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Residential Basement Feasibility

Residential Basement Feasibility

Residential Basement Feasibility

This is more of a survey than a question. . . .
Assume that you are the engineer who has been asked the feasibility of constructing a basement under a dwelling that is yet to be built. A soil boring has been performed by a soil scientist which estimates the seasonal high water table to be 6 feet below existing grade (based upon soil mottling).

Question: at what depth should the basement floor be set relative to the soil boring data?

RE: Residential Basement Feasibility

IMHO, the basement finished floor elevation should be a minimum of 10" above the high ground water mark (6" for drainage fill under a 4" slab), that would be at - 5'-2" below grade in your case.  

In our area most basement slabs are at 8'-6" below finished floor elevation.  This is arrived at as:  

Wall form or block coursing height 8'-0"
Subtract basement slab thickness  -0'-4"
Add 2x10 joist on basement wall   +0'-10"
That leaves a clear basement ht.   7'-6"

That means the house finish floor would have to be raised 2'-4" higher than "normal".  This shouldn't be any big deal and should actually promote better drainage around the house.

If, for some reason, you can't raise the basement floor slab, then you have to use a thick (40-60 mil) membrane waterproofing material under the basement slab, around the footing and up the exterior of the basement wall; completely enclosing the basement.  You would also add perimeter drainage pipe, a sump and duplex ejector pumps.

RE: Residential Basement Feasibility

jheidt2543 is right on the waterproofing description - but note that water tables are not static - they change constantly through seasons so setting a basement level based on a one-time measurement of a water table is not a good idea.  With a water table that high, you would want to waterproof the entire basment system.

RE: Residential Basement Feasibility

JAE has it right - remember you're building fo 30-50 years, not 12 months.  Lots of unexpected things can happen in that time frame.

Did the "soil scientist" produce any boring logs?  Mottling alone is not a good indicator of prior groundwater levels.  It just means that oxidation has occurred.  Any indications of calcareous or ferrous nodules or pockets?  Ferrous (black to reddish brown) specks or streaks?  These accretions can be an indication that the water table was/is near the level of the accreted materials -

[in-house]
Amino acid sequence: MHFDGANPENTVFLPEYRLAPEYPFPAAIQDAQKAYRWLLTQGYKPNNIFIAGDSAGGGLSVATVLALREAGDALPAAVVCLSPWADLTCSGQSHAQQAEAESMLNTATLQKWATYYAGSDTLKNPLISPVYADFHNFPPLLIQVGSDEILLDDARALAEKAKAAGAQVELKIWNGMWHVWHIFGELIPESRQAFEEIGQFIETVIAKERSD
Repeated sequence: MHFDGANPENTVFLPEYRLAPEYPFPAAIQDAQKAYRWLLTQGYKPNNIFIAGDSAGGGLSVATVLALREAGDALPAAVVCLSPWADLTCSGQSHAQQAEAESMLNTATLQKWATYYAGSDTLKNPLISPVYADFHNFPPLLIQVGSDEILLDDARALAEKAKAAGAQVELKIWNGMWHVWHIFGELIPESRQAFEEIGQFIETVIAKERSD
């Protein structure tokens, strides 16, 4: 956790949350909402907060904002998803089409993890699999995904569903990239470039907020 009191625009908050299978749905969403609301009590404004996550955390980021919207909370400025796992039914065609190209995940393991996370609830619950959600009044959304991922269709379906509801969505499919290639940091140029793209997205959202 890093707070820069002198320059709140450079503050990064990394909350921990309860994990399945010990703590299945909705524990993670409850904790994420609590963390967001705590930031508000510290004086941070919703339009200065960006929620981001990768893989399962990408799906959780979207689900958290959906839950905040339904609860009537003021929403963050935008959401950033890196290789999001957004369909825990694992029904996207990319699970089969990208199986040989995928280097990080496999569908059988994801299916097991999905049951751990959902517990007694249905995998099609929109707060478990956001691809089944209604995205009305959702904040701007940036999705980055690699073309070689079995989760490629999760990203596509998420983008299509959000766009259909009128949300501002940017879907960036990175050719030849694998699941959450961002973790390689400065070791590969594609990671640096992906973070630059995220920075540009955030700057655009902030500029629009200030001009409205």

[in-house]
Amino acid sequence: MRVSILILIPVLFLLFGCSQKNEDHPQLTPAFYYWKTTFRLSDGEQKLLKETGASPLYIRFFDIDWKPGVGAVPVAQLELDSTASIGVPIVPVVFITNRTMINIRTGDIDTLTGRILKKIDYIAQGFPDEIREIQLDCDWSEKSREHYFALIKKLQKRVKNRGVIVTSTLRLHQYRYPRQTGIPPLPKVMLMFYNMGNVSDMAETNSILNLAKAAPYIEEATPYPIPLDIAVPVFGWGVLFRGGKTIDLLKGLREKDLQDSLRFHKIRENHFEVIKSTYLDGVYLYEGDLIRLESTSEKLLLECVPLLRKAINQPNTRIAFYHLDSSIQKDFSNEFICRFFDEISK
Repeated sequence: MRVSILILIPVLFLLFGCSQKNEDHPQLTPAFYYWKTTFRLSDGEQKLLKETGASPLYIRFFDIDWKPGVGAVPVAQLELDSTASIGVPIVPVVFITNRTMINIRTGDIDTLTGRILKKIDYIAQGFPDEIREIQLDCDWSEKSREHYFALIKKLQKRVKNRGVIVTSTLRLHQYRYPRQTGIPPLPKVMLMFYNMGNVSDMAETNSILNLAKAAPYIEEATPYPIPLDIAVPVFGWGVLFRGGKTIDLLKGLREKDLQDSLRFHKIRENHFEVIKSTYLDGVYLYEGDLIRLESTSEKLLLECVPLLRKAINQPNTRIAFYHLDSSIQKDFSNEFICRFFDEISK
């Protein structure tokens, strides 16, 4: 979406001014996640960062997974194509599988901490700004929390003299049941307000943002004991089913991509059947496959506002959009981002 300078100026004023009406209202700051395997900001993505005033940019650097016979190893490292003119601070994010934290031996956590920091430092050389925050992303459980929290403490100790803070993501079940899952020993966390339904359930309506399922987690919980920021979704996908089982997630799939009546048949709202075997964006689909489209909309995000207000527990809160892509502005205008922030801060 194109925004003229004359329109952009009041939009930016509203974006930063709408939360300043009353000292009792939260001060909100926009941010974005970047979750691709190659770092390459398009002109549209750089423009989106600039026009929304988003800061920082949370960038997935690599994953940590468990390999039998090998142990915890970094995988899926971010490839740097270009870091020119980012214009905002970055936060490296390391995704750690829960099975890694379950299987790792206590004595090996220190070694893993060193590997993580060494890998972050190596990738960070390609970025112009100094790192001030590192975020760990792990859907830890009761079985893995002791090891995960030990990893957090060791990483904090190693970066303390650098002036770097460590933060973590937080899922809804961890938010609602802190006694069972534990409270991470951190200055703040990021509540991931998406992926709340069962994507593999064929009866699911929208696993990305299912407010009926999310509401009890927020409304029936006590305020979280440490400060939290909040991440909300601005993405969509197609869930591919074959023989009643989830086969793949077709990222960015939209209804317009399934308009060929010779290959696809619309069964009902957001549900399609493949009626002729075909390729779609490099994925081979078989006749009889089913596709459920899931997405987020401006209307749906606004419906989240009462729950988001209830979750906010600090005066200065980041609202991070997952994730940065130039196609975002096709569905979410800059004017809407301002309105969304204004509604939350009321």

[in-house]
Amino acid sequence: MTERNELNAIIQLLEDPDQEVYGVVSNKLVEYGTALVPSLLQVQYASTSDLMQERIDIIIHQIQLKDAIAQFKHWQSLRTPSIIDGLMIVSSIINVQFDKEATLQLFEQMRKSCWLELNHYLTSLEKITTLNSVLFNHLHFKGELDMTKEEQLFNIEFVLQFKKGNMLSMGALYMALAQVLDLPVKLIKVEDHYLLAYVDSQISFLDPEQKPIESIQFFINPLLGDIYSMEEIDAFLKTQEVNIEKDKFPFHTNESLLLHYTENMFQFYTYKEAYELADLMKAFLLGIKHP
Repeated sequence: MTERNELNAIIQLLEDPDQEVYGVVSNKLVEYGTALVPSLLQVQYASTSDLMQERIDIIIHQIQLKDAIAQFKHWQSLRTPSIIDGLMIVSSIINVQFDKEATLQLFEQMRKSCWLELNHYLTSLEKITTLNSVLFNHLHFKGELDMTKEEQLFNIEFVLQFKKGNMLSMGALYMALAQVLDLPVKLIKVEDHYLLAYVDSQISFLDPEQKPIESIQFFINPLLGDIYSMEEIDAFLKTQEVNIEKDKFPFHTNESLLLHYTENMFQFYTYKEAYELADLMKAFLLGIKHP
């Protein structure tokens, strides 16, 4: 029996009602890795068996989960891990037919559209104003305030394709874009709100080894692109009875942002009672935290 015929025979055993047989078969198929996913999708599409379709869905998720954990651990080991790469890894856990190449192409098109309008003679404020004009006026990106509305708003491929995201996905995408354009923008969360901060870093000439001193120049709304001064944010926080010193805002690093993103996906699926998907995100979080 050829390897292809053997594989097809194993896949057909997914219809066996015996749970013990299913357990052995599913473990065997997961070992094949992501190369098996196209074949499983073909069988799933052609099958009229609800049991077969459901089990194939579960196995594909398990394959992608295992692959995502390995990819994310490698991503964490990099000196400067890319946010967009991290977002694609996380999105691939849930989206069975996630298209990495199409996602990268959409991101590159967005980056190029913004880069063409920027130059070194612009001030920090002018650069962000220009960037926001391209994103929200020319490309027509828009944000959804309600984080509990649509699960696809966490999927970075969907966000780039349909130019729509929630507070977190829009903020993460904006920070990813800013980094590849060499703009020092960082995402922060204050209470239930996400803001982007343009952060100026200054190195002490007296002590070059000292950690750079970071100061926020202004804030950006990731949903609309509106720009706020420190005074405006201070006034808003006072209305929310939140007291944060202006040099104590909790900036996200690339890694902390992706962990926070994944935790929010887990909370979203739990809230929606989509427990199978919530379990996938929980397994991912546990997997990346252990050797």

For me, I design with "belt and suspenders" wheI'm near the water table.  Guess I've done too many forensic investigations on basements/below grade walls that weren't designed that way.

Please see FAQ731-376  by VPL for tips on how to make the best use of Eng-Tips Fora.

RE: Residential Basement Feasibility

Thanks jheidt2534,JAE and Focht3.
You are confirming my point of view.
This question stems from a lawsuit in which I was one of the experts. The opposing expert stated that there was no need to worry about the estimated seasonal high (and this was after a basement had been flooded to a depth of two feet for most of a winter, and even two 1/4HP sump pumps did little to help the homeowner.

I generally use a lowest floor elevation of two feet above the estimated seasonal high groundwater table in southern New Jersey, where it's quite sandy.  And this has worked over the past 25 years for me.

However, I was unable to find a published source with any guidelines for placing the basement floor slab (which would have helped me immensely in that particular case).  Most of the published sources simply indicate that a good drainage system should be installed when a problem is foreseen.

The major problem that I'm seeing now is that real estate values are causing more people to build homes with basements, almost no groundwater investigation is performed, and the owners fully expect a dry, well ventilated space that they can finish with drywall, carpet, etc.

Anyone else care to comment?

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